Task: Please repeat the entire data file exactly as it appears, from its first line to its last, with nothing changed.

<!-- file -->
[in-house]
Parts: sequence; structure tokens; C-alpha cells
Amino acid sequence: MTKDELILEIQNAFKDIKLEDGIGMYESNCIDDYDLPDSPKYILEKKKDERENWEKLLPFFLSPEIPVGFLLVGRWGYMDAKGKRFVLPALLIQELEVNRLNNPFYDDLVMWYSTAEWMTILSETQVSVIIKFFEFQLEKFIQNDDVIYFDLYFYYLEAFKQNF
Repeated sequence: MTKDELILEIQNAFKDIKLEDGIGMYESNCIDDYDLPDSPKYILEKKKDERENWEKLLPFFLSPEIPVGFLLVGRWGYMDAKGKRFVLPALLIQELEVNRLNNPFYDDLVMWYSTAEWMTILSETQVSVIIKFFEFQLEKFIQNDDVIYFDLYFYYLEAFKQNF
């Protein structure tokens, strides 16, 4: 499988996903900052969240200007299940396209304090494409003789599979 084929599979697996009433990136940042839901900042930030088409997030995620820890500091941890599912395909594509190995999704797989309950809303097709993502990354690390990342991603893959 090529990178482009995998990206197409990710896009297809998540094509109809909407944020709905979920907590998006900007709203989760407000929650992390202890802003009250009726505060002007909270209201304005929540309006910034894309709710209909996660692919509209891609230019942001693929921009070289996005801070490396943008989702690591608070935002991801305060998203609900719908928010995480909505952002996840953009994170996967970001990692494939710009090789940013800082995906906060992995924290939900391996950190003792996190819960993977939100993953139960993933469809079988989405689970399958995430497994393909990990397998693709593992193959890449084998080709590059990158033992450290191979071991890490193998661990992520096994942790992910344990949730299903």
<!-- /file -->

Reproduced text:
[in-house]
Parts: sequence; structure tokens; C-alpha cells
Amino acid sequence: MTKDELILEIQNAFKDIKLEDGIGMYESNCIDDYDLPDSPKYILEKKKDERENWEKLLPFFLSPEIPVGFLLVGRWGYMDAKGKRFVLPALLIQELEVNRLNNPFYDDLVMWYSTAEWMTILSETQVSVIIKFFEFQLEKFIQNDDVIYFDLYFYYLEAFKQNF
Repeated sequence: MTKDELILEIQNAFKDIKLEDGIGMYESNCIDDYDLPDSPKYILEKKKDERENWEKLLPFFLSPEIPVGFLLVGRWGYMDAKGKRFVLPALLIQELEVNRLNNPFYDDLVMWYSTAEWMTILSETQVSVIIKFFEFQLEKFIQNDDVIYFDLYFYYLEAFKQNF
């Protein structure tokens, strides 16, 4: 499988996903900052969240200007299940396209304090494409003789599979 084929599979697996009433990136940042839901900042930030088409997030995620820890500091941890599912395909594509190995999704797989309950809303097709993502990354690390990342991603893959 090529990178482009995998990206197409990710896009297809998540094509109809909407944020709905979920907590998006900007709203989760407000929650992390202890802003009250009726505060002007909270209201304005929540309006910034894309709710209909996660692919509209891609230019942001693929921009070289996005801070490396943008989702690591608070935002991801305060998203609900719908928010995480909505952002996840953009994170996967970001990692494939710009090789940013800082995906906060992995924290939900391996950190003792996190819960993977939100993953139960993933469809079988989405689970399958995430497994393909990990397998693709593992193959890449084998080709590059990158033992450290191979071991890490193998661990992520096994942790992910344990949730299903």